For biotechnologists, this marks the end of 10 or more years of trying to find a way of introducing new genes with commercially valuable characteristics, such as salt tolerance or drought resistance, into one of the world's most important food crops.
The standard gene transfer method, infecting plants with bacteria which carry the foreign genes, does not work with wheat and other cereal crops.
So the Cambridgeshire test wheat was altered by a newly developed technique, in which plant cells are bombarded with microscopic gold balls coated with the gene material DNA.
One of the three wheat types growing near Great Abington has a red pigment gene taken from wild Peruvian maize which gives the grains red husks. Although there is absolutely no commercial value in this, it is a visible sign that the DNA bombardment technique works, according to David Thompson of New Farm Crops, part of Ciba Seeds, which is staging the trials.
The two other types of wheat produce enzymes that can be detected by simple laboratory tests. 'These trials have proved that the genes are in the plant, they are stable and they are expressed,' Mr Thompson said.
Now it has shown that the technique works, Ciba will move on to introducing commercially important genes at its Agricultural Biotechnology Research Unit in North Carolina, US, where the wheat plants were developed and tested in the laboratory and greenhouse.
Earlier this year, the British company Zeneca announced it had developed another, simpler method for introducing genes into cereals. A common chemical, silicon carbide, which has a crystalline structure, is shaken with water, plant cells and DNA. The crystals pierce the plant cell walls, enabling the foreign genes to enter.
Zeneca is now collaborating with researchers at Maff and the Biotechnology and Biological Sciences Research Council in a pounds 1m project, based at the Rothamsted Experimental Station in Hertfordshire, to develop genetic engineering systems for wheat.
Their work, and that of scientists worldwide who are trying to genetically engineer cereal crops, will be helped by the most significant discovery yet in this field, announced in April.
British and Japanese scientists have shown that different cereals, including rice, wheat, barley, rye, maize and sorghum, have similar genes arranged in in each case in the same sequence. This means that once genes for important characteristics are identified in one cereal, they can be inserted into another employing the latest techniques.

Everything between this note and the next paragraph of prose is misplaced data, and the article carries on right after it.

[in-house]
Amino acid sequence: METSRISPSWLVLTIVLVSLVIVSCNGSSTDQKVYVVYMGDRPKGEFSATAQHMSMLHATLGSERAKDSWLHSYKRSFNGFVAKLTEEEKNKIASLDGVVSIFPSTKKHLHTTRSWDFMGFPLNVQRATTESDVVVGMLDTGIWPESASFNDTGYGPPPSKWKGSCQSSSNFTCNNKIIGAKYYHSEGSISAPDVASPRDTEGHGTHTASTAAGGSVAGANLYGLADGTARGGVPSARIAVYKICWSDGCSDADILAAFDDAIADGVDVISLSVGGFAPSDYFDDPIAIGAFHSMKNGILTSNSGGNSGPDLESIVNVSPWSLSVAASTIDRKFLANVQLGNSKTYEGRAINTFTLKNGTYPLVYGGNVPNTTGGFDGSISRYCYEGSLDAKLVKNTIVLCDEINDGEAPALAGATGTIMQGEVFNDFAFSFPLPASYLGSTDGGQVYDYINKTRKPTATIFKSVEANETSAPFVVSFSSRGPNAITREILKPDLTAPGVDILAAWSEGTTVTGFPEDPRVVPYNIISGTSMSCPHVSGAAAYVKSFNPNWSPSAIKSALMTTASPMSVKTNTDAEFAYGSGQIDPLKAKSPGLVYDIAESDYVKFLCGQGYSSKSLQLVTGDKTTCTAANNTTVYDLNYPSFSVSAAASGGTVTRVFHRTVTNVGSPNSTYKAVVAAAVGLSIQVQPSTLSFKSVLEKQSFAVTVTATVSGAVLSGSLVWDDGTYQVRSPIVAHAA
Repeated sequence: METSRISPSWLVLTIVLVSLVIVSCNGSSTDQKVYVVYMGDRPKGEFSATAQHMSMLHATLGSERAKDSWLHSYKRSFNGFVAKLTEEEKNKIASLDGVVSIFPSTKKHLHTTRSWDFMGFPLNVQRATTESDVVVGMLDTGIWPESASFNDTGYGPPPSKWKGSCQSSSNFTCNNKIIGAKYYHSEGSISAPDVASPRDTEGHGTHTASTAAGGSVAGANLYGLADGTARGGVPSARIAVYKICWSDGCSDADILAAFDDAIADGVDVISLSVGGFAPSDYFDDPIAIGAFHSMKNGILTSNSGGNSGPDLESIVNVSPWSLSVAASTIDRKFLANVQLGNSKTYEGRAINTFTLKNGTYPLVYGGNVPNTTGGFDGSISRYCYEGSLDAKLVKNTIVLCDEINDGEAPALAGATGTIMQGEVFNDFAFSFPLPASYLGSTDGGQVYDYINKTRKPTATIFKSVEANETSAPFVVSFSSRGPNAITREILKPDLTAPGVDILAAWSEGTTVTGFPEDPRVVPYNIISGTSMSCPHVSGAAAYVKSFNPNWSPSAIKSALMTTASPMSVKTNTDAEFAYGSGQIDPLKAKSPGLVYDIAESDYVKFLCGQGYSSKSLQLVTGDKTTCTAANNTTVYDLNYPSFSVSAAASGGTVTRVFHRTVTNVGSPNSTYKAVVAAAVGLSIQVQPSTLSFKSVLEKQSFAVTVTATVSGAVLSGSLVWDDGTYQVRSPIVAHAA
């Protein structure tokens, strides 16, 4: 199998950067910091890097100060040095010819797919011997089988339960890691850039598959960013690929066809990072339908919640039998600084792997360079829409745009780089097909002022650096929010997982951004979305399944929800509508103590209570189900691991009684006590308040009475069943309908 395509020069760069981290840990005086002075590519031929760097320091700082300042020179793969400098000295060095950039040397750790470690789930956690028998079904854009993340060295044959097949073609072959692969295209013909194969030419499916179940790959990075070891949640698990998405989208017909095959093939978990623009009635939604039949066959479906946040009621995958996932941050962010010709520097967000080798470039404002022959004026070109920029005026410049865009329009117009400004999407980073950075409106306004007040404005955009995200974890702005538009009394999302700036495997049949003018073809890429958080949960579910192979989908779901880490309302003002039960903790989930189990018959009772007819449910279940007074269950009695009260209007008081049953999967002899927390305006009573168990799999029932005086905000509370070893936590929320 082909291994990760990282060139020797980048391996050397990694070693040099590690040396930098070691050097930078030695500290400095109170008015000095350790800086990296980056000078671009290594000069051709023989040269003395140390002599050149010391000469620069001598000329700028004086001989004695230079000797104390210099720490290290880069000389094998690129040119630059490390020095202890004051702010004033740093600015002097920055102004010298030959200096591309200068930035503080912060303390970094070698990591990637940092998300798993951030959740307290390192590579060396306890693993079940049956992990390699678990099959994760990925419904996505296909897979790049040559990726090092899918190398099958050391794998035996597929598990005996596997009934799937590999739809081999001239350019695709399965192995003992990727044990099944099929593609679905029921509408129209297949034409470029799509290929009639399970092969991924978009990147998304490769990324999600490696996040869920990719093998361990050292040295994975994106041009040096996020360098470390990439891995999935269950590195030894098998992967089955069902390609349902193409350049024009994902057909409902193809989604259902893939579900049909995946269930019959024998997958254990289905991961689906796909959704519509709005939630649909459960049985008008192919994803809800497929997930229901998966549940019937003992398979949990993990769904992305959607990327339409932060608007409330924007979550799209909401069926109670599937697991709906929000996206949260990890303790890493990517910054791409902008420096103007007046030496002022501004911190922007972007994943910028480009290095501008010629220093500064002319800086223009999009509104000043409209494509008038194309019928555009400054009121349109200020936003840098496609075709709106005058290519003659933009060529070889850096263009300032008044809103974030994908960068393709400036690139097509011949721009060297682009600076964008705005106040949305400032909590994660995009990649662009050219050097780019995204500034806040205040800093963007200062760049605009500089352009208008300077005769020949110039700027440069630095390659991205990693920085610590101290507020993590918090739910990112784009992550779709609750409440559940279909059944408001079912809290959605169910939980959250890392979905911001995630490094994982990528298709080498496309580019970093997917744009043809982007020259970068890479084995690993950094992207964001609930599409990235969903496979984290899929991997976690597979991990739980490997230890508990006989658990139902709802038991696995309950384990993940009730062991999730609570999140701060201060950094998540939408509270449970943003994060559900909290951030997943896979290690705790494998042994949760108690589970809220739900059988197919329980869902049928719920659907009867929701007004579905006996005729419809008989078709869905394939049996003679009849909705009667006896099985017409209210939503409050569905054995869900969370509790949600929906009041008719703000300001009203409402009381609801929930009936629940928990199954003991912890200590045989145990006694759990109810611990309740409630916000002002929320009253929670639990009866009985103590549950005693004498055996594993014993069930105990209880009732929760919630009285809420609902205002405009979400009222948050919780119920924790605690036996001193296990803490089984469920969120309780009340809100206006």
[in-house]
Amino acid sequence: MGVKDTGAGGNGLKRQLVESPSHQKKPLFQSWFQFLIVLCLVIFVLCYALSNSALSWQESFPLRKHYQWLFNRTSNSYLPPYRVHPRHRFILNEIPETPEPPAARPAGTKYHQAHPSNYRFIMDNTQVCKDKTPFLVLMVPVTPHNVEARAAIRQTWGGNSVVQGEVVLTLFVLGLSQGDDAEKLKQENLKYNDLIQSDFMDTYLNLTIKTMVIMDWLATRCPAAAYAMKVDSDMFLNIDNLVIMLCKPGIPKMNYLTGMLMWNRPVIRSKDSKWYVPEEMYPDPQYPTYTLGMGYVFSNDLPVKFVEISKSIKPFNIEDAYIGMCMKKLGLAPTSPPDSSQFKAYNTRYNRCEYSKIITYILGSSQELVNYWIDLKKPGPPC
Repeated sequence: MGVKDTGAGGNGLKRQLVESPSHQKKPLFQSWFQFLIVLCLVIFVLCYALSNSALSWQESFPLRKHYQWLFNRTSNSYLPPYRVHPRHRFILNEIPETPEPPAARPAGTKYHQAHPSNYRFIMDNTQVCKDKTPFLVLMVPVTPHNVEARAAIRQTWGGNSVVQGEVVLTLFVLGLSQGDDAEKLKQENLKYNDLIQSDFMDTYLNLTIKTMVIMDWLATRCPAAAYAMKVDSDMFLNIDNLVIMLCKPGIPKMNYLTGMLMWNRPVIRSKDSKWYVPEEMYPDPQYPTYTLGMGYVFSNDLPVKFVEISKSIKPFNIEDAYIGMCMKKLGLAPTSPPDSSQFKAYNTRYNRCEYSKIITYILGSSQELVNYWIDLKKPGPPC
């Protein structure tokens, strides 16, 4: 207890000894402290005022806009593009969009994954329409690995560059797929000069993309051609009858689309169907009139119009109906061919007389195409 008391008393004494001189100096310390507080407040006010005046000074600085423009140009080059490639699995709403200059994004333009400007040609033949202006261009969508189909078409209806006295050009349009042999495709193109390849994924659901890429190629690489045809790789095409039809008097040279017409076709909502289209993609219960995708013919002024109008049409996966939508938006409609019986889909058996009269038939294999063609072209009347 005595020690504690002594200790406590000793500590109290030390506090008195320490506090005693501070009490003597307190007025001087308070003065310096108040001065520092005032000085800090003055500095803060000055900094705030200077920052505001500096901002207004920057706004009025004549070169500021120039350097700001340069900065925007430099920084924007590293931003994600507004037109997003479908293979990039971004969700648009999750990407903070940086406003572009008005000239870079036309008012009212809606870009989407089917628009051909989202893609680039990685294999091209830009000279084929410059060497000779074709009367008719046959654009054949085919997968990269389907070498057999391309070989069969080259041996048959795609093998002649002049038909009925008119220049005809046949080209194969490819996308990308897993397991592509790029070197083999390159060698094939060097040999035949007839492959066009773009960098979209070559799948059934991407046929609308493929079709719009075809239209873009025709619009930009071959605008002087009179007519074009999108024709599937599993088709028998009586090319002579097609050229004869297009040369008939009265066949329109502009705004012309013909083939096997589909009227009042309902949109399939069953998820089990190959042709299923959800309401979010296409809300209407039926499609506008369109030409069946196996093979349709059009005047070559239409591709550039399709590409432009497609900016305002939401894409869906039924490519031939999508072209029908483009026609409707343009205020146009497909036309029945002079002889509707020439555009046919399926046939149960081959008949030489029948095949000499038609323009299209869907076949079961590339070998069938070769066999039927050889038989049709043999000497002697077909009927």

'If I had stood up two years ago and said this was likely, I would have been laughed at,' said Graham Moore, who made the discovery with Mike Gale and colleagues at the John Innes Research Centre in Norwich, working in collaboration with scientists on the Japanese Rice Genome Research Programme.
This is because, although all cereal plants are thought to come from a common ancestor, over 60 million years they have evolved into thousands of species which vary enormously in their overall genetic characterisics, or genomes. At one extreme is wheat, with six times more DNA than humans, and at the other is rice, with only 4 per cent as much DNA as wheat. It turns out that much of the genetic material in wheat is made up of what is termed junk DNA, which appears to have no role in the plant's development and growth.
'Until now wheat has been intractable to genetic analysis because of the problems of targetting genes in the large genome,' Mr Moore said. 'Now we can use rice as a model for wheat and all other cereals.'
This will allow scientists around the world, working on different species, to pool their findings. The Japanese rice programme has already mapped and published half of the 30,000 genes in rice, and this data can now be applied to all cereal crops, which together provide more than half of world's food.
Ciba is the only company to have genetically engineered wheat in field trials, but in the laboratory researchers are now starting to use the new techniques to transfer useful genes. In the UK, the Institute of Arable Crops Research is bombarding wheat with genes that will increase gluten production and improve its bread-making potential.
Paul Lazzeri, who heads the Rothamsted project, thinks another early target might be genes that control nitrate movement within wheat, increasing the plant's efficiency in using nutrients and allowing farmers to use less nitrate fertiliser. Other targets are inducing drought, heat and salt tolerance, so that the range of wheat and other cereal crops can be extended, and introducing disease resistance.
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